In December the county continued to receive complaints about additional short-term renters. Ads for the home were seen online. Short-term guests again rented the home in January and February 2021, the complaint alleges.

“It was exactly what we were looking for for a semi-long weekend,” wrote a guest named Vivian in January 2021. “I will definitely be rebooking.”

On Feb. 25, a Napa County code enforcement officer, “using an innocuous email address and alias,” contacted Schultz through Airbnb “as a potential renter.” Schultz agreed to a three-night stay, the county reports.

In March, the county issued “a final cease and desist letter,” demanding that Schultz stop renting the home for less than 30 days at a time.

Schultz received the letter “claiming the property was not being listed nor was it being rented.” But when county staff visited the home on April 2, guests told staff that they were indeed renting Schultz’ home, and that they were staying from March 31 to April 11, according to the complaint.

Even if Schultz did want to legally rent her home for less than 30 days, she’d still be out of luck. Short-term rentals are illegal altogether in unincorporated areas of Napa County, as well as in Yountville and Calistoga.

However, she’s not the only one offering up such rentals, the county said. 

Giudice said there could be as many as 230 other such illegal short-term rentals in the unincorporated areas of the county.

Most complaints don’t go this far, Giudice said. He could only think of one in the past year, at a home at 4099 Silverado Trail near St. Helena, where the county sued the owner, then settled the case for $100,000 without the owner admitting wrong-doing.

In 2019, a homeowner at 3366 Linda Mesa Way in the City of Napa was forced to sell his home to settle a city lawsuit over using the home as an illegal vacation rental.

Giudice said that usually, a letter leads to voluntary compliance.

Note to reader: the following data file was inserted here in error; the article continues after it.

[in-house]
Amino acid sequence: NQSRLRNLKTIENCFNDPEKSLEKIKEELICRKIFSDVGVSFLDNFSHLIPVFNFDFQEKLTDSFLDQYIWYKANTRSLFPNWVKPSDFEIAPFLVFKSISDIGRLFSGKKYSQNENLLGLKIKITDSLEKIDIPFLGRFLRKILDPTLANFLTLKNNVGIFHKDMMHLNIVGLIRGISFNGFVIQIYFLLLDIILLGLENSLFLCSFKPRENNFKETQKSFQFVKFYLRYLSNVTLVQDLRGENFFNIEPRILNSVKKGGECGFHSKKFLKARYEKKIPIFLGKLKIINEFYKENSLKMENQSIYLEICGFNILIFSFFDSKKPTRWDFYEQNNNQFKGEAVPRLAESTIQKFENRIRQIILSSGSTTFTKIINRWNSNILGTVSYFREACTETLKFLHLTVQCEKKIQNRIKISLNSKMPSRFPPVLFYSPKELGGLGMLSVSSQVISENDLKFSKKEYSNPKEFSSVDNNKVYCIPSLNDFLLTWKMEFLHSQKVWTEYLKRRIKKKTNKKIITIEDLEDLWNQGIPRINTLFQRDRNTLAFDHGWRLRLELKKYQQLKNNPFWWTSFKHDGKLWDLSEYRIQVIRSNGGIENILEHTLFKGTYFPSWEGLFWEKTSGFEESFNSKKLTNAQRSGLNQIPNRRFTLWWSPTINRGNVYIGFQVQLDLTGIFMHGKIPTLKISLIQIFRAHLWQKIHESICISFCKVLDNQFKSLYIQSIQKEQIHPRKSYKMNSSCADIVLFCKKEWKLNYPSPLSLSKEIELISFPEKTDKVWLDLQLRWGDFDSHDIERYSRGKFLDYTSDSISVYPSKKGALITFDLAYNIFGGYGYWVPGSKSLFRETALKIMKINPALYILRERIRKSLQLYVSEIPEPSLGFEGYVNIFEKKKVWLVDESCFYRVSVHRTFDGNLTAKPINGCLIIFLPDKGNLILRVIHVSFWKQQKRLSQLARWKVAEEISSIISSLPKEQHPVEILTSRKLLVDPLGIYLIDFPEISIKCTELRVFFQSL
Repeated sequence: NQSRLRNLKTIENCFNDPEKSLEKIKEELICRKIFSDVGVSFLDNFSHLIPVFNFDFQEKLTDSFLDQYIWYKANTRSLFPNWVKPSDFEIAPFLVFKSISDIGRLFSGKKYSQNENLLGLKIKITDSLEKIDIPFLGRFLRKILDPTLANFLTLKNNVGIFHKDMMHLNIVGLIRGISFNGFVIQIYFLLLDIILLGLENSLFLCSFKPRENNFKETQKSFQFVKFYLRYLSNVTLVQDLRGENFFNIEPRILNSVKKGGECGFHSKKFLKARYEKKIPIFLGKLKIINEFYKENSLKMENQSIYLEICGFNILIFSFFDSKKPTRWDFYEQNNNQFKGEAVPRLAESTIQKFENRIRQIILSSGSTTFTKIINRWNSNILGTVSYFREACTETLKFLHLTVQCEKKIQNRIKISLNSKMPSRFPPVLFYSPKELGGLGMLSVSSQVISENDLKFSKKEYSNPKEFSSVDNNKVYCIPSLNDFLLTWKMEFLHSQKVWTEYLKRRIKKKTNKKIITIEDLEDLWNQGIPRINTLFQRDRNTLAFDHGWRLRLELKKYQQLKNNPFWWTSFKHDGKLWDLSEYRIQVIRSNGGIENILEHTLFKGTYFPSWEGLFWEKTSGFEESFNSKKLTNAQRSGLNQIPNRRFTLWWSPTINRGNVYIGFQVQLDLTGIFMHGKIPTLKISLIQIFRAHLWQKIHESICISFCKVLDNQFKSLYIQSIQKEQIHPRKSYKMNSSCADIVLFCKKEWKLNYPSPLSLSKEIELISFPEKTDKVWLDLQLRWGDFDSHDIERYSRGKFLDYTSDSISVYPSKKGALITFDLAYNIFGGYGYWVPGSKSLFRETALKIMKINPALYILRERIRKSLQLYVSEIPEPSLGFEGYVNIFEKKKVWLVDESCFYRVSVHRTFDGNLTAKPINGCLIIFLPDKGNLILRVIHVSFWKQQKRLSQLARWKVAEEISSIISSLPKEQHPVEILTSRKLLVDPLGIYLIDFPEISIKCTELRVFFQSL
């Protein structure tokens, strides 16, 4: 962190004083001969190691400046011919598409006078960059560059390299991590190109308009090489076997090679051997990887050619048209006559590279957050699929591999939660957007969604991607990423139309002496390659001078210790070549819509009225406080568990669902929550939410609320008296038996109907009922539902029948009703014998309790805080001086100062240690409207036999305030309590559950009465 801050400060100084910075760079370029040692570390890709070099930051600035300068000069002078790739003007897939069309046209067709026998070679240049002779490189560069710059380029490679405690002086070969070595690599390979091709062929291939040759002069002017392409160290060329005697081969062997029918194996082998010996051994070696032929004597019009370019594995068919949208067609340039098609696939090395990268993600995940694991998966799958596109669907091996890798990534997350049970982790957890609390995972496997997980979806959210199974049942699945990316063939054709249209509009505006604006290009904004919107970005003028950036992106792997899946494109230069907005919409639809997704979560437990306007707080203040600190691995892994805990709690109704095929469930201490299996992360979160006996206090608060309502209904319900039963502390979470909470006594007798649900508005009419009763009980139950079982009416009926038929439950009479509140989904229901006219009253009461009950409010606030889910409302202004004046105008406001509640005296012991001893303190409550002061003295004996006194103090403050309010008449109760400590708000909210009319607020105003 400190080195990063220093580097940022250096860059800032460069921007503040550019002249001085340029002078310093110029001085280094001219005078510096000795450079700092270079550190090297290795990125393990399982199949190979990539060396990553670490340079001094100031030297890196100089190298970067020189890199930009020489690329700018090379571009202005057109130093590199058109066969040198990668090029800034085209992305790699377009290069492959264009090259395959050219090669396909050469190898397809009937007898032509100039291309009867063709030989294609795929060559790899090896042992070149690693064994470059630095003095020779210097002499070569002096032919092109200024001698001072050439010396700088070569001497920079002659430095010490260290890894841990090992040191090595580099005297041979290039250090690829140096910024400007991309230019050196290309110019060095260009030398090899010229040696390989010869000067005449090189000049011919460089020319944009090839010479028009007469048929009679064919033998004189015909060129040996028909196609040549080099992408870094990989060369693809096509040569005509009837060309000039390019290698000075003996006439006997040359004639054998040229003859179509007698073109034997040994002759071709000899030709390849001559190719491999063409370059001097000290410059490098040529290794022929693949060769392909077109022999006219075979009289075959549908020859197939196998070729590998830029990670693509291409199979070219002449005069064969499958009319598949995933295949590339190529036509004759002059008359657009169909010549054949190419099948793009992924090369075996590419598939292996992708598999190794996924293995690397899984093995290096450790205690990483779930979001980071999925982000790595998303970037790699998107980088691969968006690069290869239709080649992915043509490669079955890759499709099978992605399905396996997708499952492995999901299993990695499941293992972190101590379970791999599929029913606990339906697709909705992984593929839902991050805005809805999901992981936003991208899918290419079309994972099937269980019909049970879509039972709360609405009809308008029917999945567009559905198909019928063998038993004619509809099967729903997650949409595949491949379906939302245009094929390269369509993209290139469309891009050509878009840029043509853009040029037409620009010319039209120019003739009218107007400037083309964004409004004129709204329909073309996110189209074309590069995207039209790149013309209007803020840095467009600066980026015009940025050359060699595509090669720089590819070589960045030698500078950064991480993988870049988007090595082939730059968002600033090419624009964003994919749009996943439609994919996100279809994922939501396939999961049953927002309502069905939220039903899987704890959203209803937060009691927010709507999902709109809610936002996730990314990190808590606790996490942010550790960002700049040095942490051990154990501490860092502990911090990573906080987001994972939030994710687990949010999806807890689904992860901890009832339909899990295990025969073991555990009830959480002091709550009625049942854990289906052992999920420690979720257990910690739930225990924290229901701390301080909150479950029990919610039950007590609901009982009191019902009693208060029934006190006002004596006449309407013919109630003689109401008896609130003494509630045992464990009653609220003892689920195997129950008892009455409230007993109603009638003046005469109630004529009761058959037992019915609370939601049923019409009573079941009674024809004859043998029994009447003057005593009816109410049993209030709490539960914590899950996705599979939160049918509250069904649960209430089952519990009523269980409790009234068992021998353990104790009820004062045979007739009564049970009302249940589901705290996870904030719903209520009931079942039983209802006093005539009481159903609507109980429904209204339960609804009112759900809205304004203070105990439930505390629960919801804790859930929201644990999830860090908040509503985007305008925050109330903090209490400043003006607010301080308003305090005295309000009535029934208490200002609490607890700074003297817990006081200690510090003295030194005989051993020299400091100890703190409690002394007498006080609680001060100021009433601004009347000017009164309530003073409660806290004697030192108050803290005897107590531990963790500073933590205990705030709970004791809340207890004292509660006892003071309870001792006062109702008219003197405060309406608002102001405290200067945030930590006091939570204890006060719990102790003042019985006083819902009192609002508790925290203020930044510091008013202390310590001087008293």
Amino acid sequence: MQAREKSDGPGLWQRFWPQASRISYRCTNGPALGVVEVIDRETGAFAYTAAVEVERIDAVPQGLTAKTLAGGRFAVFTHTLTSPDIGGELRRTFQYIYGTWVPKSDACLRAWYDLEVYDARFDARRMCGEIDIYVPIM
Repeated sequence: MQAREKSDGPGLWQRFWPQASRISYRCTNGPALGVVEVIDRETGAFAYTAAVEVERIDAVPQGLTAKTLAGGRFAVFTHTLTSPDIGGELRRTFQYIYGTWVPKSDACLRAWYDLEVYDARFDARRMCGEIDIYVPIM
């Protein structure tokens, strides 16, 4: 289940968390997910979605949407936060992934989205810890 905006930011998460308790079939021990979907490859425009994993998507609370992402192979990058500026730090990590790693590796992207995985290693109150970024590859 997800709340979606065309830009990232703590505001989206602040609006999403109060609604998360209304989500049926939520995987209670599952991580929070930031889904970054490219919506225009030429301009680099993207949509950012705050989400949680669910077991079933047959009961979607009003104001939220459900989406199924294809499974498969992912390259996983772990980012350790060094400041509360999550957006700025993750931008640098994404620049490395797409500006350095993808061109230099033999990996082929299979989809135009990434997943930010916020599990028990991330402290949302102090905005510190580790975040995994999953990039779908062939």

“Or a lot of them, they will kind of hide and then come back. Or they only advertise on weekends, but we do monitor on weekends now as well,” he said.

“After we’ve made a couple attempts for voluntary compliance, it will likely end up in some level of litigation or citation,” such as in Schultz’ case, he said.

During the COVID-19 pandemic, the county somewhat relaxed such enforcement efforts but today, “we’re seeing a fair amount of illegal activity so we’re ramping up our enforcement,” said Giudice.

The next hearing in the Mount Veeder rental case is scheduled for May 27 in Napa County Superior Court.

However, this may not be Schultz’ only vacation rental in Napa County.

From a public records search, another vacation rental, located in the Coombsville area, was also for rent. Called Villa La Finca, it offers five bedrooms, more than five bathrooms, a pool, hot tub, sauna, detached pool house, detached guest house, and more.

The website for the home did not specify a minimum length of stay or nightly rate.

From photos of the listing, it appears to be located at 5145 Wild Horse Valley Road, which is the same as Schultz’ mailing address.

“I wasn’t aware of that property” being used as a vacation rental, said Giudice. “We’ll have to investigate this one,” he said.

The rental website for Villa La Finca was active as of Tuesday afternoon. Hours later, it was disabled.

Catch up on Napa County's top news stories

In case you missed it, here is a look at the most-read stories on

Get unlimited digital access to the Napa Valley Register for just $3 for your first 3 months! Enjoy every article without restrictions and find tons of subscriber-only perks, such as access to our daily eEdition. Click here for details!

You can reach reporter Jennifer Huffman at 256-2218 or

Sign up for our Crime & Courts newsletter

* I understand and agree that registration on or use of this site constitutes agreement to its user agreement and privacy policy.

Business Editor

Jennifer Huffman is the business editor and a general assignment reporter for the Napa Valley Register. I cover a wide variety of topics for the newspaper. I've been with the Register since 2005.

Related to this story

Get up-to-the-minute news sent straight to your device.


News Alerts

Breaking News